[Ed. note: This is the first of two guest posts by Katie Carpenter, a Discovery Hot House producer. Part of the original group trained to give Al Gore's 'An Inconvenient Truth' slide show, she recently met up with the other climate crusaders to update their training; this is her story of the weekend.]
Nearly a hundred climate crusaders from Al Gore's advocacy group, The Climate Project, gathered over the weekend in a suburb of Washington, DC, for two days of meetings designed to reconnect and retrain them for the climate battles ahead.
They represent the first wave of the "climate cavalry", trained in Nashville a year ago by Mr. Gore and scientists from The Climate Institute. They are now working across the North East and Mid-Atlantic region, presenting various versions of Al Gore's slide show to schools, churches, conferences and community centers from Maryland to Maine. I am lucky enough to be one of them.
"We are very proud of you," said Roy Neel, Al Gore's Chief of Staff who flew in to deliver the welcoming remarks to the group gathered in the Chevy Chase Village Hall on this unseasonably warm January morning. "You have given more presentations that Al and I ever thought possible — to date, more than a million people have seen that slide show, personally delivered around the world!"More than a million served. It seems like an amazing statistic to the group, who are stunned to hear that there are now 1,700 trained presenters working in a dozen countries — over a thousand in the U.S. alone — and that the next big training session is scheduled for India in March.
This all seems kind of unreal. When we applied for this gig, on an unassuming little web site set up by The Climate Project and Participant Productions after the release of the movie "An Inconvenient Truth", it seemed like a quixotic dream that might appeal to only a few hard-cord activists. Al Gore wanted to train a thousand people to be communicators for the climate crusade. Most of us thought he'd have to paper the house.
But as it turned out, they received nearly ten times that many applications, and those of us who got to go to Nashville a year ago for the climatology boot camp are now considered the lucky few. We were trained by the Gore-acle himself — two hours through the slide show the first night, twelve hours through it the next day. He explained the provenance of each and every slide, and the science behind every fact. Then we spent two days honing presenting skills, working in small groups into the night to customize intros and outros to specific audiences, and learning how to politely deflect contrarians and skeptics.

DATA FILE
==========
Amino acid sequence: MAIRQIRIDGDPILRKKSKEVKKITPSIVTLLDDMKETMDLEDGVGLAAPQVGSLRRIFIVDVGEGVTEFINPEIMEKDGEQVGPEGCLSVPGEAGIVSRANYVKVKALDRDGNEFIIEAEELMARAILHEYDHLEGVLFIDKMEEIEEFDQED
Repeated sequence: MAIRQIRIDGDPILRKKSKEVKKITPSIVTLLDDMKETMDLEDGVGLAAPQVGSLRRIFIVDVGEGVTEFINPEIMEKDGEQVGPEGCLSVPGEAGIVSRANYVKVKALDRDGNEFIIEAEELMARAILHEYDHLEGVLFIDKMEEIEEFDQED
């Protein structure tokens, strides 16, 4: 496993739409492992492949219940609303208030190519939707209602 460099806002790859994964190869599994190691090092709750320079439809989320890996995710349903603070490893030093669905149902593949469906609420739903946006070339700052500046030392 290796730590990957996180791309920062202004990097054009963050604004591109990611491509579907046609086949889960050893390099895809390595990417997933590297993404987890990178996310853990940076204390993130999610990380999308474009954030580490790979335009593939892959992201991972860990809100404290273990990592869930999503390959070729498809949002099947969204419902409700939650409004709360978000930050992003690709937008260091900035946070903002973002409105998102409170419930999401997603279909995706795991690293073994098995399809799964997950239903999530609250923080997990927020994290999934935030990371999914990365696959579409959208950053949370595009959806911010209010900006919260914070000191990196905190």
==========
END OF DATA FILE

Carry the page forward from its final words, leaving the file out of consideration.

New data that strengthens the slideshow is being compiled and released constantly; now we have some of it for our shows.
Now we're at the first-ever regional trainees reunion, and the all-stars are here to bring us up to date, teach us the new science, offer locally specific solutions slides, show us how to use Google maps and data from the Web site of new science partners like the Union of Concerned Scientists. And not a moment too soon -- a recent article in the Washington Post stating that 2007 has just been determined to have been the second-warmest year on record. Ever.
It's been a daunting year, frankly -- the news has been nothing but bad. Extreme weather, increasing fires and droughts, disappearing species. They know that we need to be re-energized, so they offer us a new science adviser, Jeremy Richardson, a freshly minted PhD., who will give us the new information we need so badly. Many of our audiences get impatient and clamor for solutions — Jeremy is here to explain the options to us, and also to make sure we are all on track in terms of accuracy every time we give the slide show.
We are not scientists. We are priests and teachers and mayors and professional athletes and country-western singers and software programmers and just plain folks, and the science can get pretty deep out there in the trenches when the nay-sayers jump up in the back of the room and scream that Antarctica is actually cooling, so global warming must be a hoax perpetrated by liberals!
So Jeremy and the other science advisors to The Climate Project are here with the data to re-focus us and make sure we get the story right — fearlessly and confidently, without backing down.
"We know you guys are modifying and updating the slide show — we know you have to," says Roy with a smile. "People don't want to see the movie over and over again, they need the new information and they need the solutions-based slides, we know, and we thank you for your resourcefulness. But as you know, you cannot just grab anything off the Web and put it in your slide show, make sure you get it right." So this retraining session is a critical opportunity for us — we can share our new solutions-based slides, update them and fact-check them, and The Climate Project scientists have new, peer-reviewed information to share with us. And we have a couple of amazing mentors — called District Managers — who guide us through the technical bits.
So as we pass our flash drives from laptop to laptop, exchanging PowerPoint presentations and Keynote slides and individual images of glaciers calving and storms raging, and new graphs showing how much we are still emitting huge quantities of carbon even though it seems like progress is being made. There's a slide from the IPCC (Intergovernmental Panel on Climate Change) report which is now famous among presenters as the "burning embers" slide — a graph that shows how public opinion on this is slowly but finally changing, but probably not fast enough. It's a call to action — we've all got to work harder, faster, go farther, now!
Katie will be back tomorrow with the conclusion of her weekend of climate presentation training; stay tuned!